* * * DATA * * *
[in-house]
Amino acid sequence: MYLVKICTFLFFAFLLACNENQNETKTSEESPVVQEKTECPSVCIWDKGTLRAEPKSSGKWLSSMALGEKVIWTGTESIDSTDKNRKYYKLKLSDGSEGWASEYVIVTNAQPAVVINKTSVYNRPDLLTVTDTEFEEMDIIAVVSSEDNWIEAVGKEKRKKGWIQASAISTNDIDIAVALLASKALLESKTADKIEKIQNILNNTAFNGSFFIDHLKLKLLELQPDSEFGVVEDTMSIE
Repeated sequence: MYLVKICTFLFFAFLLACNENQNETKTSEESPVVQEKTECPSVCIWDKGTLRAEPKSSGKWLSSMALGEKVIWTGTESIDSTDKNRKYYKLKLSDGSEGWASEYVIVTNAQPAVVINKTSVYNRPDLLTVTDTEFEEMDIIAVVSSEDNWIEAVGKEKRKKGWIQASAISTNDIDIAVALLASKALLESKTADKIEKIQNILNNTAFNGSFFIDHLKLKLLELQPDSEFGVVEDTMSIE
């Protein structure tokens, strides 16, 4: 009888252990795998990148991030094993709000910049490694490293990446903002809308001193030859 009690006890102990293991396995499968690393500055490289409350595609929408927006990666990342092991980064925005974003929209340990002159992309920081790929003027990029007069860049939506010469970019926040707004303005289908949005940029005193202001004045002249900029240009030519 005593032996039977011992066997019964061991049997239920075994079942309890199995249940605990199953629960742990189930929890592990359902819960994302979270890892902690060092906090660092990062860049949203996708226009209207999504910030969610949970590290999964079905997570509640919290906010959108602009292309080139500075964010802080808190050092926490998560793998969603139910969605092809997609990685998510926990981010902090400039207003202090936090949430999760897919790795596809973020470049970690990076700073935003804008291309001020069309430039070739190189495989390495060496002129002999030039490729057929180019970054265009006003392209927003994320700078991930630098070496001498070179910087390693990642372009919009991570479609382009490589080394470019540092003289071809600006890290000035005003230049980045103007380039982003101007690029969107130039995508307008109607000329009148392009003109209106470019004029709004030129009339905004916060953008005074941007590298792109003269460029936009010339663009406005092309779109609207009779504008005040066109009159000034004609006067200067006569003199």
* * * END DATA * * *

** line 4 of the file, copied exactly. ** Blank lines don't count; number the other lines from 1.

């Protein structure tokens, strides 16, 4: 009888252990795998990148991030094993709000910049490694490293990446903002809308001193030859 009690006890102990293991396995499968690393500055490289409350595609929408927006990666990342092991980064925005974003929209340990002159992309920081790929003027990029007069860049939506010469970019926040707004303005289908949005940029005193202001004045002249900029240009030519 005593032996039977011992066997019964061991049997239920075994079942309890199995249940605990199953629960742990189930929890592990359902819960994302979270890892902690060092906090660092990062860049949203996708226009209207999504910030969610949970590290999964079905997570509640919290906010959108602009292309080139500075964010802080808190050092926490998560793998969603139910969605092809997609990685998510926990981010902090400039207003202090936090949430999760897919790795596809973020470049970690990076700073935003804008291309001020069309430039070739190189495989390495060496002129002999030039490729057929180019970054265009006003392209927003994320700078991930630098070496001498070179910087390693990642372009919009991570479609382009490589080394470019540092003289071809600006890290000035005003230049980045103007380039982003101007690029969107130039995508307008109607000329009148392009003109209106470019004029709004030129009339905004916060953008005074941007590298792109003269460029936009010339663009406005092309779109609207009779504008005040066109009159000034004609006067200067006569003199």